Need a new show that’s going to hit you right in the funny-bone, but not in that laugh-track kind of way? Introducing Home Economics (premiering Wednesday, April 7 at 10 pET), the latest half-hour series to join CTV’s Wednesday night comedy block.
The show revolves around three adult siblings and their ongoing struggles, namely their financial ones. One sibling is barely holding it together, one is comfortably middle class, and the other is in that rare, rich-as-heck, one per cent.
Through all their problems, stresses, and big life-changes these characters learn that they all have one thing in common that will keep them together: family. Sound heartwarming? It’s supposed to. But this show is also supposed to be uncomfortable, revelatory, relatable, and a bunch of other feel-good things that may make Home Economics your new favourite TV comedy.
This is the show that finally brings Topher Grace (That ‘70s Show) back to television, something he definitely wasn’t ready to do. In fact, the only way the script even came across his desk was because his agent ripped off the cover page and essentially tricked him into reading it.
“I was scared to go back to network television. It's not something I necessarily thought I would do,” he said recently during the virtual Television Critics Association (TCA) winter press tour.
In the series, Grace plays oldest sibling Tom, and Karla Souza (How to Get Away With Murder) partners as his wife Marina. They're repping the middle class in this family and in the pilot they grapple with finances after Tom, an author, fails to get any traction from his latest book.
They aren’t the only notable faces though. Caitlin McGee (Bluff City Law), as Sarah, is the sib who's struggling to make ends meet, along with her partner Denise played by Sasheer Zamata (SNL). Then in the upper echelon, there’s Jimmy Tatro (Modern Family) as Connor. To put the financial difference into perspective, the guy is so rich, he just purchased Matt Damon’s old home.
One of the things that made Modern Family so successful when it debuted all those years ago was the way it wove together the story of three separate families who were all related. And of course they did it with that good ol' mockumentary style.
This series takes a similar approach, except it turns to narration by having Tom do voiceovers as he works on a new secret novel about his siblings. Another key difference is that, in this series, not everyone is as loaded as the characters on Modern Family were.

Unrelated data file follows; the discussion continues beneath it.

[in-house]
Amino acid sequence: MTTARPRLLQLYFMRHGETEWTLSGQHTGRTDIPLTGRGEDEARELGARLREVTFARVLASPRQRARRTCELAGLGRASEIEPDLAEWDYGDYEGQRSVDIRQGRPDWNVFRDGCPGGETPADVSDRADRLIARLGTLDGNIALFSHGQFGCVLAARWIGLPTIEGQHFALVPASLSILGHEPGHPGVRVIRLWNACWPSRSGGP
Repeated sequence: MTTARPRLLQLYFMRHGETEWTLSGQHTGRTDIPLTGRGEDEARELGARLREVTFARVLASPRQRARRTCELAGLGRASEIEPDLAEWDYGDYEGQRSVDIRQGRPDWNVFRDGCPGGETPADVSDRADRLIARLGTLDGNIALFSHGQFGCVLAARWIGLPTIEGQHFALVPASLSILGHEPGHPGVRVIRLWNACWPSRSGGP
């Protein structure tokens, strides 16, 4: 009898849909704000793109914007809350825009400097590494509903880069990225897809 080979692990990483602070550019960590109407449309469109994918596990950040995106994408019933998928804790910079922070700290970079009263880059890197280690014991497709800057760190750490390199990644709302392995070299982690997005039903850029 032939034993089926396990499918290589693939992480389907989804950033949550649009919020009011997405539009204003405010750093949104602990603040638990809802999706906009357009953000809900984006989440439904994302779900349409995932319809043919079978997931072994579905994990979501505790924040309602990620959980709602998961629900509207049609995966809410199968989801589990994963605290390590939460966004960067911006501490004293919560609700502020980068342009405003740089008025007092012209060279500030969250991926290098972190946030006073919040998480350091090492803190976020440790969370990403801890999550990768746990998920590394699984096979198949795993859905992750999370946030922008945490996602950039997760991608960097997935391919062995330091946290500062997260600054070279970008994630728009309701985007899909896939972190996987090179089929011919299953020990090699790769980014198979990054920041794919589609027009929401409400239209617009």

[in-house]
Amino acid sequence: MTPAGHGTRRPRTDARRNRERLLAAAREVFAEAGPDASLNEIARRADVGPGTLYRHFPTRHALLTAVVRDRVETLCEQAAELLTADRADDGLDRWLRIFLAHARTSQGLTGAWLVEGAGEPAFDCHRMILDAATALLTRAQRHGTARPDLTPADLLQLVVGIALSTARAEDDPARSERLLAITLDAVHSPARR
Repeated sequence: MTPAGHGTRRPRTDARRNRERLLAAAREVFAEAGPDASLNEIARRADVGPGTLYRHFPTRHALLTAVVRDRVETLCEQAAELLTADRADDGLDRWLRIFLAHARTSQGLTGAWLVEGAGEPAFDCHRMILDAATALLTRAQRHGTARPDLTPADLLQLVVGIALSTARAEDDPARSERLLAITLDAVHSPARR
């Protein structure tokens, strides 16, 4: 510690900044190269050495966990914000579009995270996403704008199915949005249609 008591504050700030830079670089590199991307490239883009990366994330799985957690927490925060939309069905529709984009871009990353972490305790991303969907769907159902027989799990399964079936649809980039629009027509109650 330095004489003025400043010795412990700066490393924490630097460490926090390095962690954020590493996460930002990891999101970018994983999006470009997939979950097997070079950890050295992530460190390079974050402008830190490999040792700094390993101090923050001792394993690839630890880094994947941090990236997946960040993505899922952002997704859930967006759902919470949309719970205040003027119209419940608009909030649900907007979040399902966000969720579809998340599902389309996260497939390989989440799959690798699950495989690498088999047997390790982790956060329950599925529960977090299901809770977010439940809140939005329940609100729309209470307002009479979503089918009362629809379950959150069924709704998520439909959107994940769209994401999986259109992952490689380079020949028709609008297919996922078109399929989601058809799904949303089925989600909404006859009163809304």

“When you look at those three families and how those stories intersect, you look at their houses, all of those guys are rich,” explained executive producer John Aboud. “They are not dealing with any financial troubles. They are set. So we wanted to do a family where there were different levels.”
“This is a family show,” added executive producer Michael Colton, who has been working with Aboud for years now. “John mentioned Modern Family, we've always seen that as a comparison.”
When Colton was developing the series, he used the characters’ financial situations to make the show feel relatable to a wider audience than Modern Family did. During a global pandemic, when so many people have lost their jobs, been forced into leaves, or had their already-precarious situations exacerbated by the state of the world, a show that isn’t afraid to talk (and joke) about money feels relevant.
In the pilot episode, the struggles that all three of the siblings face are front and center, setting that idea up.
“[This] feels, of the things we've written, to be the most relatable,” Colton added. “Everybody struggles with money or struggles with siblings who need money. It seems like it's hitting a chord.”
Although it seems like the pilot goes through a whole lot of story (as shows with so many characters typically do), there’s a ton of story to still mine. That’s because the series and the characters are loosely based on Colton’s real life. And yes, he has a sibling who suddenly became a millionaire while the writer was still figuring out his own next gig.
“As writers, we have good years and bad years, and [John Aboud and I] were in the middle of a particularly bad year where we couldn't get a job. I was actually collecting unemployment. And at the same time, I have a twin brother who sold a company for about $7 million,” Colton revealed.
“And then I have a sister who [does] social work and has never made money. It was just all of these feelings of anxiety mixed with pride, mixed with jealousy and insecurity, and we realized this has the makings of a show.”
For all the talk of finances, at the end of the day, this is a comedy that’s about the complicated dynamics of family members that love one another, no matter what their current economic situation. Those threads are also very much present in the pilot, which will probably warm your heart (especially when the adults take off on miniature cars together, glasses of booze in-hand).
“The country is going through a very interesting time right now. You know, people within their own families are struggling, and helping each other out,” said McGhee. “At the core of our show, and in many families, is that—this sounds so cheesy—but love and support of family members is what gets you through."
"Having [these struggles] in this context, in a comedy, is accessible, but also [making] people laugh is super important in this moment. We need distractions, as well as to feel like we're being seen on television.”
Home Economics debuts Wednesday, April 7 at 10 pET on CTV.
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